Search begins for family of Victoria Cross recipient
A search has begun to find the descendants of a Liverpool man who received a Victoria Cross (VC) after the Indian Mutiny.
Gunner William Connolly was awarded the medal for bravery during an 1857-58 rebellion by Indian troops against British rule.
He won his VC because he did not leave his post despite receiving three wounds to his legs caused by musket balls.
But he sold the medal after becoming impoverished and died in December 1891.
'I'll not go'
A memorial plaque to mark his grave is to be unveiled and it is hoped any descendants will be able to attend the ceremony, Liverpool City Council said.
It was reported Mr Connolly would not leave his post until he collapsed through loss of blood.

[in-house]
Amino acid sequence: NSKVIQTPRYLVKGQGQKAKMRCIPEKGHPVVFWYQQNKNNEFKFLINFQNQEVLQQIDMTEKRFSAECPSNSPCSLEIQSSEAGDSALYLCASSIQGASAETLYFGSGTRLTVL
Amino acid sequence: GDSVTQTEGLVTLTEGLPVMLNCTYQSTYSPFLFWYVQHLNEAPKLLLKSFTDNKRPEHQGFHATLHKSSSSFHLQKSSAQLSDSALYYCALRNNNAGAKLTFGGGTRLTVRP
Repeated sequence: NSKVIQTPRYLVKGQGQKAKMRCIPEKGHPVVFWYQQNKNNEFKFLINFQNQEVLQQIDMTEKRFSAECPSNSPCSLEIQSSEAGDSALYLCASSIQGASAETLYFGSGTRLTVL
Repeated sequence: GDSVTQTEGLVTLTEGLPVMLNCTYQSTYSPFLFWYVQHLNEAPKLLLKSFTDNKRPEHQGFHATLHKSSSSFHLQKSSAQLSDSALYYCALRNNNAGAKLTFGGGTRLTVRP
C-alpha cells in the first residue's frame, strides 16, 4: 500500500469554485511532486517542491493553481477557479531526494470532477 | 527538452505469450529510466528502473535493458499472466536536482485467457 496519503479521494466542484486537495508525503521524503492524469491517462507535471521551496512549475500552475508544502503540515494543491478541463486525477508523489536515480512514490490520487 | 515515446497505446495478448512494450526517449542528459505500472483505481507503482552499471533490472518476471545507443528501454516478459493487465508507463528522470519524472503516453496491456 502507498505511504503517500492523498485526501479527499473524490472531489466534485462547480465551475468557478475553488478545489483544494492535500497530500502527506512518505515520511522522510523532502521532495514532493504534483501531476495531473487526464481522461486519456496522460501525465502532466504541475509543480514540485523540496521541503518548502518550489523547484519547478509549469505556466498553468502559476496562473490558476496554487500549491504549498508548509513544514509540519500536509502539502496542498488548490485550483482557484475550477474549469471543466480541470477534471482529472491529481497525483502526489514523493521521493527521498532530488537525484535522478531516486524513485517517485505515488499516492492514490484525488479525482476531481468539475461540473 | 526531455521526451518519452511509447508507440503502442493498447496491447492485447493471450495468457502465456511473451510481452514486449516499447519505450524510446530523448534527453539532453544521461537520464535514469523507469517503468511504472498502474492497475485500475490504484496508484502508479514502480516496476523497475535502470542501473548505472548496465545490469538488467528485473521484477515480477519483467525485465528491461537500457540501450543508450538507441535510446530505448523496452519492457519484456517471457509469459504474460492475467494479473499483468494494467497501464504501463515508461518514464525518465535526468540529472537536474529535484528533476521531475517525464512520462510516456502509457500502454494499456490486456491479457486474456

His commanding officer ordered he be removed from the action but he is understood to have said: "No, Sir, I'll not go there, whilst I can work here."
Councillor Joe Hanson said: "There are only 10 people from Liverpool who have been awarded VCs and we should be proud of what they achieved and recognise their bravery."
Born in Liverpool in 1817, Mr Connolly served with the Bengal Horse Artillery and later the Royal Artillery.
His last known address was 14 Westminster Road, Kirkdale.
The British ruled India for 200 years until the country's independence in 1947. In India the 1857-58 mutiny is often described as the first war of independence.
It took place after Hindu and Muslim soldiers rebelled against the British East India Company in 1857 over fears gun cartridges were greased with animal fat forbidden by their religions.